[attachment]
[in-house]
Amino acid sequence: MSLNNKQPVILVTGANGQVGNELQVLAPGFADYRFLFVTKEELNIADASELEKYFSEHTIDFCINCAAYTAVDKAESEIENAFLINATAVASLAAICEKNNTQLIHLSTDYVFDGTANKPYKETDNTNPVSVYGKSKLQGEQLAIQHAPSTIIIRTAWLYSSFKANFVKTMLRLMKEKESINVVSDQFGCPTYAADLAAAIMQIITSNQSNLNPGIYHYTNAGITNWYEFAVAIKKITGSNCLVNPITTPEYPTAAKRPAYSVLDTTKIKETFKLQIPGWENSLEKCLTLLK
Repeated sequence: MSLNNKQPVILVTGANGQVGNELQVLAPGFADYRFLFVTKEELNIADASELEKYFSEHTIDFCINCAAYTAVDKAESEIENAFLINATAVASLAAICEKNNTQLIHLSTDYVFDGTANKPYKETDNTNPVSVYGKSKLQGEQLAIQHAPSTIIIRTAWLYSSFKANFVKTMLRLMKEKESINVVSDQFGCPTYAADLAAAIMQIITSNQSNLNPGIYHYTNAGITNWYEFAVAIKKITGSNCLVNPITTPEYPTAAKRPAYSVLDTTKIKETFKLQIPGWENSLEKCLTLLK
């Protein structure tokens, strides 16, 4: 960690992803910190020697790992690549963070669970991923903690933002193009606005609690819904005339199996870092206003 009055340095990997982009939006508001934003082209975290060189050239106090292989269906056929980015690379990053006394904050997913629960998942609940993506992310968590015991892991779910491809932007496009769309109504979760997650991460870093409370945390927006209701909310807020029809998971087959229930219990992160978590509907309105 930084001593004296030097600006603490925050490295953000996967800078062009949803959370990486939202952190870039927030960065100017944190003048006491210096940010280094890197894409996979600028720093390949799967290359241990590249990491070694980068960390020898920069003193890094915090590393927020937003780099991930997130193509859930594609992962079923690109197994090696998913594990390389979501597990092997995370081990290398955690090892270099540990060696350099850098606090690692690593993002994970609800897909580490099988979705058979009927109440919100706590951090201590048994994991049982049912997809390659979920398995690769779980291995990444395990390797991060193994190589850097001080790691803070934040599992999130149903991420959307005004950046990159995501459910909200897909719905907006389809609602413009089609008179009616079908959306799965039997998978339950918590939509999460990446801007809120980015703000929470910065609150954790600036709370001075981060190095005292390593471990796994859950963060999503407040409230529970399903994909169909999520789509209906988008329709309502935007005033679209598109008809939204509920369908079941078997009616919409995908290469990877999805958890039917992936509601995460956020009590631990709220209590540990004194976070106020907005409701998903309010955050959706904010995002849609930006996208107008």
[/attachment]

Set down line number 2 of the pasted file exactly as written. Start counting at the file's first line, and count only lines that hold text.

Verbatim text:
Amino acid sequence: MSLNNKQPVILVTGANGQVGNELQVLAPGFADYRFLFVTKEELNIADASELEKYFSEHTIDFCINCAAYTAVDKAESEIENAFLINATAVASLAAICEKNNTQLIHLSTDYVFDGTANKPYKETDNTNPVSVYGKSKLQGEQLAIQHAPSTIIIRTAWLYSSFKANFVKTMLRLMKEKESINVVSDQFGCPTYAADLAAAIMQIITSNQSNLNPGIYHYTNAGITNWYEFAVAIKKITGSNCLVNPITTPEYPTAAKRPAYSVLDTTKIKETFKLQIPGWENSLEKCLTLLK